The next two chapters engage, respectively, the “Western Terminus of the Reef Tract” and, of great interest for future planning, “Coral Health, or Lack Thereof.” In the latter, the authors examine the various factors affecting climate change and the likely outcomes to the keys and reefs of such change.

A final chapter reproduces a geological/biological field trip, setting a model for hands-on experience that productively interfaces with studying professional scientific literature. . . .

To read the full review, as it appears in the February 8, 2018 Naples Florida Weekly, click here: Florida Weekly – Geology of the Florida Keys

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Author brews an unexpected antidote for a poisoned world

The Taster, by V. S. Alexander. Kensington Books. 336 pages. Trade paperback $15.95.

Here is a totally gripping and credible imagining of how a young German woman was affected by the building chaos and cruelty during the late stages of Hitler’s rule. It gains its power through the very special perspective of its main character, who is also the narrator. In 1943, Magda Ritter leaves her parents’ endangered Berlin home seeking employment in a part of Germany less in the path of the war. Though she finds Hitler’s leadership abominable, she takes a position at his Berghof mountain retreat, and she mostly keeps her thoughts to herself. 

Her main job is to be a food taster, one of several protecting the despicable Führer from attempts on his life. Magda learns how to recognize poisons and how to control her fear of dying to save the beast. She makes friends and some enemies. In a place like this, dominated by true believers, its important to play along with the party line and not show your true thoughts or feelings. Indeed, your life depends on living a lie.

Despite her caution, Magda will find some people who share her views and are alarmed at Hitler’s menacing actions which are taking Germany in a nightmarish direction. Most notably, she falls in love with Karl, an SS officer, who belongs to a growing cadre of conspirators against the Reich. At first, they keep their relationship secretive; later, they can be more open about it – especially when Hitler seems to sponsor their relationship and urges them to have many children for the Reich.

Magda is befriended by Eva Braun, Hitler’s lady friend, which is a mixed blessing as the intelligent, attractive, and otherwise perceptive woman is clearly in thrall to the master deceiver. Nonetheless, Eva exhibits generosity and compassion – at least in Mr. Alexander’s version.

Alexander

Hitler stays on the move to make his location unpredictable. He travels among various retreats that serve as temporary headquarters. A large entourage travels with him, and the more and more indispensable Magda is among the group. Each of these places has a distinct personality. . . .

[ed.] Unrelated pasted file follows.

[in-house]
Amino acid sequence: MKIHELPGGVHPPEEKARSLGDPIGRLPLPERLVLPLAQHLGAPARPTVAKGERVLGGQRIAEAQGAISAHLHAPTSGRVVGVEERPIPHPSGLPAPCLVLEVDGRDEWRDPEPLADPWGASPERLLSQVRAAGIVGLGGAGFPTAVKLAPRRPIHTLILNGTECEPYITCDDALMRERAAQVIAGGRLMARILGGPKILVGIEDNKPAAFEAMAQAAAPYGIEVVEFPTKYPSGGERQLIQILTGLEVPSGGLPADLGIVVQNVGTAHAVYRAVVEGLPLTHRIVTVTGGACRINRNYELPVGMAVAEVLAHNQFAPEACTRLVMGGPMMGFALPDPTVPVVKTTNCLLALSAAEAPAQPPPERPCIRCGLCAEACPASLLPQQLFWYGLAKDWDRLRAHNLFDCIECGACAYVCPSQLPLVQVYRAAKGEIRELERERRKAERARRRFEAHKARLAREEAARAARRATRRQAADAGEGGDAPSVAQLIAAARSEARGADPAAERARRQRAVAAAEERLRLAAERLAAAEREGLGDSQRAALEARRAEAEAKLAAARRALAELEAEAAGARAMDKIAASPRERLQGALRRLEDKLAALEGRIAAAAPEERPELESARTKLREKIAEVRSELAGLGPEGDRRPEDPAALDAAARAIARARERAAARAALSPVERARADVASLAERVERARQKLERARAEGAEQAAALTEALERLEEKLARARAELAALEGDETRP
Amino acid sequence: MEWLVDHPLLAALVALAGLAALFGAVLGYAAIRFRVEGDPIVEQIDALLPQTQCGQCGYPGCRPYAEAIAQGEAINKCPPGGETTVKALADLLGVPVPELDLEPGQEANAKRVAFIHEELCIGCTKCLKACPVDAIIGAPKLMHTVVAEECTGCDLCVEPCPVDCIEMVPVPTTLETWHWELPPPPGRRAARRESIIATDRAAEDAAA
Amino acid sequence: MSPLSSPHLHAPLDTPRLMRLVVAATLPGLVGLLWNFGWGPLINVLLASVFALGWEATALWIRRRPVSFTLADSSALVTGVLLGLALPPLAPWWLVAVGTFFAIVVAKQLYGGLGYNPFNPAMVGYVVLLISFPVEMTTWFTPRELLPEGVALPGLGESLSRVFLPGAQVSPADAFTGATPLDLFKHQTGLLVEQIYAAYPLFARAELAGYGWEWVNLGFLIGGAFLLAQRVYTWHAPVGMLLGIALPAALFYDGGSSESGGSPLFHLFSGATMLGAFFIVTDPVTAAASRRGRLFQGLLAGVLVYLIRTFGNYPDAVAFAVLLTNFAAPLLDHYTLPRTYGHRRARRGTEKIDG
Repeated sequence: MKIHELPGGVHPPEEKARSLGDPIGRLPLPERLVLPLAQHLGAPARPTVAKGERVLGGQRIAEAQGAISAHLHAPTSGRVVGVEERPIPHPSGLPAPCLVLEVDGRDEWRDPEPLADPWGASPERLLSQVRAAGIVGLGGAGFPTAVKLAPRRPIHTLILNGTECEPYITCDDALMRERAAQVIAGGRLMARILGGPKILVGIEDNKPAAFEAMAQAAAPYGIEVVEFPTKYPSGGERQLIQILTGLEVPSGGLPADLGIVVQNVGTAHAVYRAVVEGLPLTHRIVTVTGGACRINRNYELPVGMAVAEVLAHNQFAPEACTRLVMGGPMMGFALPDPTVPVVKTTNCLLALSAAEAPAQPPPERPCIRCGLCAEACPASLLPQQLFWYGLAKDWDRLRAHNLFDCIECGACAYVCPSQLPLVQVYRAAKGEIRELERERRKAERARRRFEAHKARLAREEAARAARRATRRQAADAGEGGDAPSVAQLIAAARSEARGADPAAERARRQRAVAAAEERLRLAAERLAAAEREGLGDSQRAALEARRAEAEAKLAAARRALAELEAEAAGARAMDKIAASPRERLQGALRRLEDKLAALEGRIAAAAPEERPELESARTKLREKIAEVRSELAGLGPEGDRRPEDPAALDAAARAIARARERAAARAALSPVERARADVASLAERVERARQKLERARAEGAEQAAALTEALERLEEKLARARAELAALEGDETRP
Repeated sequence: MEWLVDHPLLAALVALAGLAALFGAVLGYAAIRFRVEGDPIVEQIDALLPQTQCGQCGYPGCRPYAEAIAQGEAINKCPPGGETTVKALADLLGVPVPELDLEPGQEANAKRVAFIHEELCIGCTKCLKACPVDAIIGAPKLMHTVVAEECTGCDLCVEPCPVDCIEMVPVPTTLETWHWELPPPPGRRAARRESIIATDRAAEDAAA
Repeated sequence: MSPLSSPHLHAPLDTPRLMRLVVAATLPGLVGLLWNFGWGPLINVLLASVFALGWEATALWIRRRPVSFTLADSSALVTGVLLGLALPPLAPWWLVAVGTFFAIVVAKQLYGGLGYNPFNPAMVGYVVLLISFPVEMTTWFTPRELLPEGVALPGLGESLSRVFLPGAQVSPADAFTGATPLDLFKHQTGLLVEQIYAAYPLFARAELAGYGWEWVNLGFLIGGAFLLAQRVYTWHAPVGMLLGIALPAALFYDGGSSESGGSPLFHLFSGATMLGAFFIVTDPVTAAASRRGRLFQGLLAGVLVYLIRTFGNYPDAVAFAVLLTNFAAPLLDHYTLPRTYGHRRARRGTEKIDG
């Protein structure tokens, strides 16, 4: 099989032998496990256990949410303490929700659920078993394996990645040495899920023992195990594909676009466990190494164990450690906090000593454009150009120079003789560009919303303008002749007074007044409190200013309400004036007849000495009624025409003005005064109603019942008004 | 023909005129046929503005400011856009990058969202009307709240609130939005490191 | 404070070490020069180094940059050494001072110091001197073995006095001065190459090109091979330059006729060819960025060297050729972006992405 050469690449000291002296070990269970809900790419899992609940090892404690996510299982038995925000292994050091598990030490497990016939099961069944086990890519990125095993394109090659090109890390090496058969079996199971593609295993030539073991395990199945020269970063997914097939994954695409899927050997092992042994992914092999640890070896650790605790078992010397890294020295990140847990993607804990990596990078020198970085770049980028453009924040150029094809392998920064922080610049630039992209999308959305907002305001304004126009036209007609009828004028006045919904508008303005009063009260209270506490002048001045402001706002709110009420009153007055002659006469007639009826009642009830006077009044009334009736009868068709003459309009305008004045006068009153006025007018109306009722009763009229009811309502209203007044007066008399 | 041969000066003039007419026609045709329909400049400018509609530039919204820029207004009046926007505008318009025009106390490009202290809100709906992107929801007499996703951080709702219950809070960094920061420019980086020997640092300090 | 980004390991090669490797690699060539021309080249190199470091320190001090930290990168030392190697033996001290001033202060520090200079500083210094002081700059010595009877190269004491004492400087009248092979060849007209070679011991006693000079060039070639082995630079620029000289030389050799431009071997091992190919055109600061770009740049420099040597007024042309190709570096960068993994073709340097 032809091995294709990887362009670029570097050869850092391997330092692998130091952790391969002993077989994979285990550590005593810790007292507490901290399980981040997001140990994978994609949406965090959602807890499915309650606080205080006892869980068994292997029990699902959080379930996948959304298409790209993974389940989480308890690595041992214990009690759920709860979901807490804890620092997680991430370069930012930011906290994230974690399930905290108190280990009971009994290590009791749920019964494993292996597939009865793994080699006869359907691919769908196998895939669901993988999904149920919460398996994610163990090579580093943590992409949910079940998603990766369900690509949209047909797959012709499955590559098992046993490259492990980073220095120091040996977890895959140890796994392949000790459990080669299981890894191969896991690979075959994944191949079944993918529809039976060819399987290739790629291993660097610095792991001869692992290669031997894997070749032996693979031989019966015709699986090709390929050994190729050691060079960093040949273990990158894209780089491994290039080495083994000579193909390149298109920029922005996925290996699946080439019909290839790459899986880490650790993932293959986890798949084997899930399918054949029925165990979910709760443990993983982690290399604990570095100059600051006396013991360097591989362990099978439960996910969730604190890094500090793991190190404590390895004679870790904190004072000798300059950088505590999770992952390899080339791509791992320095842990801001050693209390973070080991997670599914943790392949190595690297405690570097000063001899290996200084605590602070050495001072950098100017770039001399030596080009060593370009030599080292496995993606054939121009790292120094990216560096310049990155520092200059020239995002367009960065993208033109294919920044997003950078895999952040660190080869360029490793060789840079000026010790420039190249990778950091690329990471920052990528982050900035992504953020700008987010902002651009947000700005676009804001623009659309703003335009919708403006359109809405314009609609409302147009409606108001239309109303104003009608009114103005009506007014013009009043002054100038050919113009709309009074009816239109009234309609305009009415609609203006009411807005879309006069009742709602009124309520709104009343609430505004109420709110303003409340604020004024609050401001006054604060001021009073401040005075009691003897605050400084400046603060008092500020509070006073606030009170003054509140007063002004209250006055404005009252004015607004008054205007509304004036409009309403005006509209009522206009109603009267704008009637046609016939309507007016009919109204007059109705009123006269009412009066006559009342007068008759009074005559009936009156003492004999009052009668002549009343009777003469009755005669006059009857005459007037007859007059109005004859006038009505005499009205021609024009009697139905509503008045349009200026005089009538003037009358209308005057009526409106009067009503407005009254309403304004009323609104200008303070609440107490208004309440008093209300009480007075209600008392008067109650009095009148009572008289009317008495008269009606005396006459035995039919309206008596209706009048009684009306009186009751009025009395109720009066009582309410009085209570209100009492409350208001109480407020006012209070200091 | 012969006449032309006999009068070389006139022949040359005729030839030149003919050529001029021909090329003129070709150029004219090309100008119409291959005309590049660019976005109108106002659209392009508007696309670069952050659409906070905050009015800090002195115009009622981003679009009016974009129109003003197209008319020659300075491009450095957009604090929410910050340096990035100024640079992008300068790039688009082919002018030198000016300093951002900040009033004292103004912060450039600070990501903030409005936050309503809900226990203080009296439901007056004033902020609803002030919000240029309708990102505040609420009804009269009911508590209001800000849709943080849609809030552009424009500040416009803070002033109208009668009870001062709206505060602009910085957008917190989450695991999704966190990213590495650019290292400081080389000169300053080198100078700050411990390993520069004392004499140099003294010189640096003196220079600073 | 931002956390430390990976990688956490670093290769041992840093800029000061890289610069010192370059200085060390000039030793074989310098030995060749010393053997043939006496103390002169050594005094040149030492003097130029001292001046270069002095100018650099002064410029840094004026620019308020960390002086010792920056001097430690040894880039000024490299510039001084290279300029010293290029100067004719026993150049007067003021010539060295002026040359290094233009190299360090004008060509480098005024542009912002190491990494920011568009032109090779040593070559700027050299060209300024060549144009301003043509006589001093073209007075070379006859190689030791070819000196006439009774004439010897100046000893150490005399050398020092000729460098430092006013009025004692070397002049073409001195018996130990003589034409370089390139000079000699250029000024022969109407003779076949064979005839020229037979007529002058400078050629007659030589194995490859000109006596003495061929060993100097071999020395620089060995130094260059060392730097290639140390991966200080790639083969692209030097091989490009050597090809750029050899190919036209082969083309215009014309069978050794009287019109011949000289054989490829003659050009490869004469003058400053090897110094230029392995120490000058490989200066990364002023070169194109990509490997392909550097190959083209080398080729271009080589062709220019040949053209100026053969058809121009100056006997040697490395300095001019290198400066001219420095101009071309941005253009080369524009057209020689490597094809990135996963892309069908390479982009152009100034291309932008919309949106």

To enjoy the entire review, as it appears in the February 1, 2018 Naples  Florida Weekly as well as in the Charlotte County edition, click here:  Florida Weekly – The Taster

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A trio of gruesome murders raises questions about Wall Street shenanigans

Perish, by Lisa Black. Kensington. 320 pages. Hardcover $26.00.

This is Ms. Black’s third Gardiner and Renner novel, and there are some signs that it might be the last. I hope not. These thrillers are so reliably macabre, so brimming with fascinating forensic detail, and so well-crafted that I’d hate to see this odd couple break up. This one begins with a bang and never lets up.

Cleveland forensic expert Maggie Gardiner has never seen a body so decimated. The gorgeous leader of the Sterling Financial operation has been pretty much shredded. Although blood is all around, the clever killer has left no trace of his (or her) entrance or exit. Nothing has been stolen. Nothing revealing has been left behind. The kind of forensic evidence that is Maggie’s bread and butter just isn’t there. No break-in. No furniture tossing. The most curious item is a suspicious statement, in plain view, of a $600,000,000 Panamanian account in Joanna’s name.

Lisa Black

How did this young woman put together such a fortune? Did she make enemies in the process?

Secretive Joanna Moorehouse’s lacerated throat seems a gruesome icon of the cutthroat world in which she has become a major player. Who would want her dead? Those who lost their homes by being conned into taking out unaffordable mortgages? Or who had supposed fixed-rate loans turned into adjustable ones? Perhaps. How about her business rivals? Or maybe members of the firm who might ascend to the throne? Did she dump her boy-toy?